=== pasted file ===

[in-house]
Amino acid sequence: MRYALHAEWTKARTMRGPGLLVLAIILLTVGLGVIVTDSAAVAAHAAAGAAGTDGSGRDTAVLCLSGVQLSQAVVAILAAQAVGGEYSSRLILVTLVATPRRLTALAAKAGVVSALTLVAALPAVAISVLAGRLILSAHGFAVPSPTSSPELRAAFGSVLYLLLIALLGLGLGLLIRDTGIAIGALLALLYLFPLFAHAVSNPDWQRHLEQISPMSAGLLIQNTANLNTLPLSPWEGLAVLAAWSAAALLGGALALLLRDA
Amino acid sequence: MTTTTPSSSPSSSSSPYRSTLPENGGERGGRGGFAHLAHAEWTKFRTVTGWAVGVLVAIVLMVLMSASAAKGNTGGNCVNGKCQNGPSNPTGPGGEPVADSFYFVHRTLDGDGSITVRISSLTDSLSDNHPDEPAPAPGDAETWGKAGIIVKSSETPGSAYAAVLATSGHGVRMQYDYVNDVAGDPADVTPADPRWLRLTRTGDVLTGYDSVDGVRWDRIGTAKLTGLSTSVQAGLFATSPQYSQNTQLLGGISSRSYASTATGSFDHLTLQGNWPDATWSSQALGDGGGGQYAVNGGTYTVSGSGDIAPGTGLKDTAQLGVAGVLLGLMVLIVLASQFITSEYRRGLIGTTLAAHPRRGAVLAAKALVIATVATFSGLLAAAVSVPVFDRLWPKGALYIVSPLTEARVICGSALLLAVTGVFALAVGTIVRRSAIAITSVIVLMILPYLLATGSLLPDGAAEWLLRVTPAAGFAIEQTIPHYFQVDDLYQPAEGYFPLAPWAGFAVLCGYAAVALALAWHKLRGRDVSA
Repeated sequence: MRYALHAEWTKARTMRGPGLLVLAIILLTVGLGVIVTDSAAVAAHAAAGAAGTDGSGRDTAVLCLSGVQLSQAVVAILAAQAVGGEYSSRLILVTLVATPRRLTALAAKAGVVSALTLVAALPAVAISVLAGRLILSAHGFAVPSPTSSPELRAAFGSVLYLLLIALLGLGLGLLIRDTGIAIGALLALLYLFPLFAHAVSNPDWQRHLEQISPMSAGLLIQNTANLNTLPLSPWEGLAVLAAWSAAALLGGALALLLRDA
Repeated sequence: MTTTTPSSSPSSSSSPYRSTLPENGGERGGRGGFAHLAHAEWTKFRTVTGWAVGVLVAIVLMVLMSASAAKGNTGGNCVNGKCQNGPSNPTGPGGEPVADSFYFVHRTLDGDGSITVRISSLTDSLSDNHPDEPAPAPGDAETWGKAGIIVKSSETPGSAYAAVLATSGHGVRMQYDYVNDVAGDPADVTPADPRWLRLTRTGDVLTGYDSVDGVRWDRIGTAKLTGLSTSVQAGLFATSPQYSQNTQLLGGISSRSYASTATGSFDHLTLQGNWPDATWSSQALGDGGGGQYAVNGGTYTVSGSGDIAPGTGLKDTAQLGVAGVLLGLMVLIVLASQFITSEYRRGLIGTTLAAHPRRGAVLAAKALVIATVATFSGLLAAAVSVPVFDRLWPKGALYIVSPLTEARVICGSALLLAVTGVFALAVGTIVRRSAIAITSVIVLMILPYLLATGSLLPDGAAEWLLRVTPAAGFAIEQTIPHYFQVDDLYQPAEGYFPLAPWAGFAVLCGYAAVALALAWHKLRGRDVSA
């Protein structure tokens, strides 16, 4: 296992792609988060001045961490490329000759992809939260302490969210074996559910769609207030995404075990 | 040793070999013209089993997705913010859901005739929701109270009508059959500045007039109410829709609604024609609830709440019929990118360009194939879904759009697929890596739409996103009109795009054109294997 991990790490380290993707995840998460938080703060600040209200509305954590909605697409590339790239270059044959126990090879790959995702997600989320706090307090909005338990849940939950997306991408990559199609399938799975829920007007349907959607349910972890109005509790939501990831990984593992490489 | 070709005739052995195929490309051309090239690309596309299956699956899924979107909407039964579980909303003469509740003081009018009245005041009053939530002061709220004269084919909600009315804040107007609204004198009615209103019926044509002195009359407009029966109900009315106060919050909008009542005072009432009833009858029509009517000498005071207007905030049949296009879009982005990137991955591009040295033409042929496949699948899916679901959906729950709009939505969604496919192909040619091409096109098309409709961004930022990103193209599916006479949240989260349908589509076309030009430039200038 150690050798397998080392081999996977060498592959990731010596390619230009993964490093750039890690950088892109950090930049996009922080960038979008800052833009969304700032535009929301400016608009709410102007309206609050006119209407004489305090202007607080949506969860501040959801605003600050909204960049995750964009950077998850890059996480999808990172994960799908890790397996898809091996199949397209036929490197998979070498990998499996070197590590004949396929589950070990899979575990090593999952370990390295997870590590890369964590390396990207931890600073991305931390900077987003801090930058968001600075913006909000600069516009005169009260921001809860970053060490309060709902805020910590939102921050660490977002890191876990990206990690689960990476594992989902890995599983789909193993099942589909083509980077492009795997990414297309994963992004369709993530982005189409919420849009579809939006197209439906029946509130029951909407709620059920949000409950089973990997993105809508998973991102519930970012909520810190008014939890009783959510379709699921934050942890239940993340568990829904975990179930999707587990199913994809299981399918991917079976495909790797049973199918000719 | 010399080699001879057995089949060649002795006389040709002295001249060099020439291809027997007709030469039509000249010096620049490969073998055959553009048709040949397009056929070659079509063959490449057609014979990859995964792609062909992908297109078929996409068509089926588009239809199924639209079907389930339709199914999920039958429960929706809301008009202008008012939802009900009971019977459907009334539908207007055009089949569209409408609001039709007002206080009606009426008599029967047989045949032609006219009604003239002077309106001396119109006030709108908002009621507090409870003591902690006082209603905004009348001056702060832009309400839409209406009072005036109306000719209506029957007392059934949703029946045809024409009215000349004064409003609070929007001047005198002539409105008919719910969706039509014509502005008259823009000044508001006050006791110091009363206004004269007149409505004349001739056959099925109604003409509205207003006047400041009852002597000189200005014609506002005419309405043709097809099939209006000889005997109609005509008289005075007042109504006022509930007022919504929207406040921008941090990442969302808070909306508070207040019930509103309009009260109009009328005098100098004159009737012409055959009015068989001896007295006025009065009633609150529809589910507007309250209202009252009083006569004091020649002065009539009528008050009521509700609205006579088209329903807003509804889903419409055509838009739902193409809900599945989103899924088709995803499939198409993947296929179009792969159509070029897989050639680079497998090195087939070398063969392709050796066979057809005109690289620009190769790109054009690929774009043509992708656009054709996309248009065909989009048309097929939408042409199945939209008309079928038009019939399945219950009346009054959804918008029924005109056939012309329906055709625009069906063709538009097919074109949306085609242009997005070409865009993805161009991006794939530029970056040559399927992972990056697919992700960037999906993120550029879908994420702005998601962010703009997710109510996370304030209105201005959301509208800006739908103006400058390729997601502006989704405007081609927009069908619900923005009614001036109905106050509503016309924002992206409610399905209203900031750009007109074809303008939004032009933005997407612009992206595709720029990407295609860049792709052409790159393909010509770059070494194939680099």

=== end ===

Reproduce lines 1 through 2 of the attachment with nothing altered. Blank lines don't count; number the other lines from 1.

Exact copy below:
[in-house]
Amino acid sequence: MRYALHAEWTKARTMRGPGLLVLAIILLTVGLGVIVTDSAAVAAHAAAGAAGTDGSGRDTAVLCLSGVQLSQAVVAILAAQAVGGEYSSRLILVTLVATPRRLTALAAKAGVVSALTLVAALPAVAISVLAGRLILSAHGFAVPSPTSSPELRAAFGSVLYLLLIALLGLGLGLLIRDTGIAIGALLALLYLFPLFAHAVSNPDWQRHLEQISPMSAGLLIQNTANLNTLPLSPWEGLAVLAAWSAAALLGGALALLLRDA